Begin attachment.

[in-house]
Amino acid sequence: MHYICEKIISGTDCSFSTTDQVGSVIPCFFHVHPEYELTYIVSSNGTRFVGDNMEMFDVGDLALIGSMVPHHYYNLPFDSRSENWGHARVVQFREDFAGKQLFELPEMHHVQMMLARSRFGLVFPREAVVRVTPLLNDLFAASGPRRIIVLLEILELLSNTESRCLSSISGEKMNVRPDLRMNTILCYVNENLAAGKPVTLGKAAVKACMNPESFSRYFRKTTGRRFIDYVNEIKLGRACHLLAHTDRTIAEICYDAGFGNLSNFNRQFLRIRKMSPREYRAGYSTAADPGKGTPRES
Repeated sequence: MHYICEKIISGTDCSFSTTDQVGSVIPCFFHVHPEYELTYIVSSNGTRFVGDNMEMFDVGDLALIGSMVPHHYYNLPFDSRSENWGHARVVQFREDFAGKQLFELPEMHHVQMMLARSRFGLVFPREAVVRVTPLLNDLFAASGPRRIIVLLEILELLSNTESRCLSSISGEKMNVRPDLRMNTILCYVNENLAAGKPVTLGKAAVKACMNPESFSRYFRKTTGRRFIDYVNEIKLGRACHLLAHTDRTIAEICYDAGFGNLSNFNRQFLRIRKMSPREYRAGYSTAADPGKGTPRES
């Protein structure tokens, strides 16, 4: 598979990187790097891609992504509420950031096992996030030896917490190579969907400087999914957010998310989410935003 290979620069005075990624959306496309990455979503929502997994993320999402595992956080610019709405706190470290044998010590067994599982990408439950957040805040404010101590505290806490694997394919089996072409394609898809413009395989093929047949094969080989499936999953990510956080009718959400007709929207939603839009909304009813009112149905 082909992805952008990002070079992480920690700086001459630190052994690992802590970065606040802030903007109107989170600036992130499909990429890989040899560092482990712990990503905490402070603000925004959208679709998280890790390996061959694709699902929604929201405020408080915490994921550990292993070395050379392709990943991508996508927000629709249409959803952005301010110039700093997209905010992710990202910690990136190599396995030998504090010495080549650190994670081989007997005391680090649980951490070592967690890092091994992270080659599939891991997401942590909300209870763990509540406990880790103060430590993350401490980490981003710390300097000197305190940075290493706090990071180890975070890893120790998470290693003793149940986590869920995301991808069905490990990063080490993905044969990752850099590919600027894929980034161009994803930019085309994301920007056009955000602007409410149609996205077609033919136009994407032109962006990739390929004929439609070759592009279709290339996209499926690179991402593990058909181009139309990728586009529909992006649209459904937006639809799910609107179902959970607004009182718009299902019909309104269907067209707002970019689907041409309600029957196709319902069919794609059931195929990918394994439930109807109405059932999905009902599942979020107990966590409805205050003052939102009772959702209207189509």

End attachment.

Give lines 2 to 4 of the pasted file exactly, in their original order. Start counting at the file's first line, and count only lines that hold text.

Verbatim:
Amino acid sequence: MHYICEKIISGTDCSFSTTDQVGSVIPCFFHVHPEYELTYIVSSNGTRFVGDNMEMFDVGDLALIGSMVPHHYYNLPFDSRSENWGHARVVQFREDFAGKQLFELPEMHHVQMMLARSRFGLVFPREAVVRVTPLLNDLFAASGPRRIIVLLEILELLSNTESRCLSSISGEKMNVRPDLRMNTILCYVNENLAAGKPVTLGKAAVKACMNPESFSRYFRKTTGRRFIDYVNEIKLGRACHLLAHTDRTIAEICYDAGFGNLSNFNRQFLRIRKMSPREYRAGYSTAADPGKGTPRES
Repeated sequence: MHYICEKIISGTDCSFSTTDQVGSVIPCFFHVHPEYELTYIVSSNGTRFVGDNMEMFDVGDLALIGSMVPHHYYNLPFDSRSENWGHARVVQFREDFAGKQLFELPEMHHVQMMLARSRFGLVFPREAVVRVTPLLNDLFAASGPRRIIVLLEILELLSNTESRCLSSISGEKMNVRPDLRMNTILCYVNENLAAGKPVTLGKAAVKACMNPESFSRYFRKTTGRRFIDYVNEIKLGRACHLLAHTDRTIAEICYDAGFGNLSNFNRQFLRIRKMSPREYRAGYSTAADPGKGTPRES
């Protein structure tokens, strides 16, 4: 598979990187790097891609992504509420950031096992996030030896917490190579969907400087999914957010998310989410935003 290979620069005075990624959306496309990455979503929502997994993320999402595992956080610019709405706190470290044998010590067994599982990408439950957040805040404010101590505290806490694997394919089996072409394609898809413009395989093929047949094969080989499936999953990510956080009718959400007709929207939603839009909304009813009112149905 082909992805952008990002070079992480920690700086001459630190052994690992802590970065606040802030903007109107989170600036992130499909990429890989040899560092482990712990990503905490402070603000925004959208679709998280890790390996061959694709699902929604929201405020408080915490994921550990292993070395050379392709990943991508996508927000629709249409959803952005301010110039700093997209905010992710990202910690990136190599396995030998504090010495080549650190994670081989007997005391680090649980951490070592967690890092091994992270080659599939891991997401942590909300209870763990509540406990880790103060430590993350401490980490981003710390300097000197305190940075290493706090990071180890975070890893120790998470290693003793149940986590869920995301991808069905490990990063080490993905044969990752850099590919600027894929980034161009994803930019085309994301920007056009955000602007409410149609996205077609033919136009994407032109962006990739390929004929439609070759592009279709290339996209499926690179991402593990058909181009139309990728586009529909992006649209459904937006639809799910609107179902959970607004009182718009299902019909309104269907067209707002970019689907041409309600029957196709319902069919794609059931195929990918394994439930109807109405059932999905009902599942979020107990966590409805205050003052939102009772959702209207189509």